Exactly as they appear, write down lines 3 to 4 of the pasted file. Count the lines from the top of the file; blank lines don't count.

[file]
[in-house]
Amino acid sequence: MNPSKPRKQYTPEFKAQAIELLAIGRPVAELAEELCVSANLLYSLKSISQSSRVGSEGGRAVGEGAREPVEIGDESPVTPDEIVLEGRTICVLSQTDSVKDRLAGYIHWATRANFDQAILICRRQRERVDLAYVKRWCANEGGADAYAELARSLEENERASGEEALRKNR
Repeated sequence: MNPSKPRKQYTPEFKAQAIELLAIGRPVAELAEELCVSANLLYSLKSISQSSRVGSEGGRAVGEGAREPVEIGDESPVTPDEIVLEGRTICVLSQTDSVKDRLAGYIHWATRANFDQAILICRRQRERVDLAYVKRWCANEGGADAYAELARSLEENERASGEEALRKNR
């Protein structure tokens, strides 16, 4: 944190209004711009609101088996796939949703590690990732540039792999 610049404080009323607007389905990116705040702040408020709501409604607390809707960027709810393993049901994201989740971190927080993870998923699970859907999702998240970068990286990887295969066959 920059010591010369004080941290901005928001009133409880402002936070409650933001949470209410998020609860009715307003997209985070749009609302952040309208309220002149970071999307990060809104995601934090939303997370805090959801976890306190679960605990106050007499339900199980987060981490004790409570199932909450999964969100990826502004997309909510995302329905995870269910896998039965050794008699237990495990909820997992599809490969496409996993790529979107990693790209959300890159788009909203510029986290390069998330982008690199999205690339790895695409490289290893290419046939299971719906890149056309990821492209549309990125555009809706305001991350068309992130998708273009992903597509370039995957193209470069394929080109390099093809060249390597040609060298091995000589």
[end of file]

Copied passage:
Repeated sequence: MNPSKPRKQYTPEFKAQAIELLAIGRPVAELAEELCVSANLLYSLKSISQSSRVGSEGGRAVGEGAREPVEIGDESPVTPDEIVLEGRTICVLSQTDSVKDRLAGYIHWATRANFDQAILICRRQRERVDLAYVKRWCANEGGADAYAELARSLEENERASGEEALRKNR
């Protein structure tokens, strides 16, 4: 944190209004711009609101088996796939949703590690990732540039792999 610049404080009323607007389905990116705040702040408020709501409604607390809707960027709810393993049901994201989740971190927080993870998923699970859907999702998240970068990286990887295969066959 920059010591010369004080941290901005928001009133409880402002936070409650933001949470209410998020609860009715307003997209985070749009609302952040309208309220002149970071999307990060809104995601934090939303997370805090959801976890306190679960605990106050007499339900199980987060981490004790409570199932909450999964969100990826502004997309909510995302329905995870269910896998039965050794008699237990495990909820997992599809490969496409996993790529979107990693790209959300890159788009909203510029986290390069998330982008690199999205690339790895695409490289290893290419046939299971719906890149056309990821492209549309990125555009809706305001991350068309992130998708273009992903597509370039995957193209470069394929080109390099093809060249390597040609060298091995000589």